Travel Insurance … and the Paper It’s Written On.

On June 30th, my London-bound Eurostar train stopped halfway to the Chunnel and, after a lengthy wait, we went back to Paris. You will perhaps recall that it was because of a demonstration by migrant workers at the entrance to the tunnel on the French side of the English Channel.
 
Unfortunately, I had to scramble for a hotel room in Paris that night and also incurred a stiff no-show charge from the London hotel where I had made a reservation.
 
In my ignorance—better yet, call it naiveté—I saw this as a classic instance when the unexpected occurs and you say to yourself, “Whew! Damn good thing I bought travel insurance!”
 
That’s also what one of your fellow readers thought. She was caught in exactly the same situation, although she was headed in the other direction and it was on a different day. Here’s an excerpt from her email:
 
 
“The Eurostar train I was on made it as far as Folkestone before turning back to London around 1:00 am on the 1st of September. They offered me 50% of my fare in refund, but I am still out the other 50% and [the cost of] my hotel in Paris. My insurance has denied my claim on the basis that my train was not cancelled, did not depart late, and I did not miss the train due to other travel disruption; I am so angry and I am appealing.”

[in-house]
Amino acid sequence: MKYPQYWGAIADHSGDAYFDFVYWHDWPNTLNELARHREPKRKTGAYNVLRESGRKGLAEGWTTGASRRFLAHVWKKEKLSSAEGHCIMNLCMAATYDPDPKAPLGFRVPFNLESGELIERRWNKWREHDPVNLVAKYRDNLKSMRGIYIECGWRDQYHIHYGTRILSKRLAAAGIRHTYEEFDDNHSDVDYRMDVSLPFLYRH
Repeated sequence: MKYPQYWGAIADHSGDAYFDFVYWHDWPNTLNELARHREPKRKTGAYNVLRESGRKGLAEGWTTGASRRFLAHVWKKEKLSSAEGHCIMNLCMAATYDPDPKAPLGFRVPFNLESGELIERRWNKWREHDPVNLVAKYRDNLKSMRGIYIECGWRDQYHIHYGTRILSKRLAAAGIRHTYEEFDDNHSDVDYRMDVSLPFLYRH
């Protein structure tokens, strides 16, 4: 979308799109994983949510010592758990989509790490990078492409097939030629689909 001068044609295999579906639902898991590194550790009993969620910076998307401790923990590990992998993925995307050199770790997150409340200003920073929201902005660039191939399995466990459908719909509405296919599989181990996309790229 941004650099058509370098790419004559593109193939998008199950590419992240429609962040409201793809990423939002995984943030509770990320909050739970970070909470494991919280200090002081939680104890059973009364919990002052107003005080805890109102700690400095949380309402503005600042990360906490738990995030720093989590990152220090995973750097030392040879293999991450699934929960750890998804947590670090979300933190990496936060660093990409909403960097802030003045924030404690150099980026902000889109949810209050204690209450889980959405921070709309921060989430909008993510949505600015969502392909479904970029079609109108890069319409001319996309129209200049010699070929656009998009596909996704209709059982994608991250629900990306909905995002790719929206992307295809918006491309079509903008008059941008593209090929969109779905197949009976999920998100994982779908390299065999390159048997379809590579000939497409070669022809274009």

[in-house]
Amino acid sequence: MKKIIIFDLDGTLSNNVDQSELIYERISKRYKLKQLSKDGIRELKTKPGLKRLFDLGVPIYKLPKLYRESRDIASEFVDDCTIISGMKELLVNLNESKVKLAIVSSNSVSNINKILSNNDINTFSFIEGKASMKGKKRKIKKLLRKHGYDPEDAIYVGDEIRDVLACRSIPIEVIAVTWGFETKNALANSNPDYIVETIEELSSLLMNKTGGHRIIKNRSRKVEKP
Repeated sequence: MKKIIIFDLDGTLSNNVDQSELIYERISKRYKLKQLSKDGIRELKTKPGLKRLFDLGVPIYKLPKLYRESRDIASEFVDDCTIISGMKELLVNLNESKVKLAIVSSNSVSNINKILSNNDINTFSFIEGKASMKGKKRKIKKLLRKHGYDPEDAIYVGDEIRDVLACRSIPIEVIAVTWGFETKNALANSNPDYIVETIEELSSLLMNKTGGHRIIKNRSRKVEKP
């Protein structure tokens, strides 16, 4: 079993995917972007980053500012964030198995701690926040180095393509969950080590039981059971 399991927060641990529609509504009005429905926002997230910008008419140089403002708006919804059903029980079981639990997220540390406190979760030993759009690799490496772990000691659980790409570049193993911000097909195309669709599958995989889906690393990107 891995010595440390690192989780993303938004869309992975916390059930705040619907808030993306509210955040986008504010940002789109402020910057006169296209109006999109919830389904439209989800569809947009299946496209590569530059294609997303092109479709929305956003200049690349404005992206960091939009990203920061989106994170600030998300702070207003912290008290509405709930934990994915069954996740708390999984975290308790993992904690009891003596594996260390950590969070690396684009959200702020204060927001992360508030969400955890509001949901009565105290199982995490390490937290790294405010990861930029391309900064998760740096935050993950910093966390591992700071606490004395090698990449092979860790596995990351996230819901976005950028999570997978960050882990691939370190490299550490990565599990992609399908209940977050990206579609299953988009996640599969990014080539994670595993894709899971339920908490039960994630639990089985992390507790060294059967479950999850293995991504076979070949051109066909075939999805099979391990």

The lady is spitting nails angry and who can blame her? There was a time not that long ago when insurance companies regarded their relationship with each insured as a sacred trust … when it was inconceivable that one of those companies—the Hartford, the Aetna, the Phoenix, and many others—would try to chisel one of their insured, let alone seek to evade paying off altogether.
 
Having said that, I admit that I will no longer embark on a trip, especially outside of the U.S., without having travel insurance. Years ago, a veteran insurance executive gave me some excellent advice. The very first insurance policy you should buy, he said, is not the one that will cover you for an event that’s most likely to occur. Instead, it should insure you against an event which, if it did occur, would wipe you out.
 
These days, I buy travel insurance policies that will pay for medical care if I get sick or have an accident while traveling abroad, and will cover the cost of flying me back home … in first class or in a private jet or in an air ambulance . . . whatever is necessary. Because that’s the event that would wipe me out.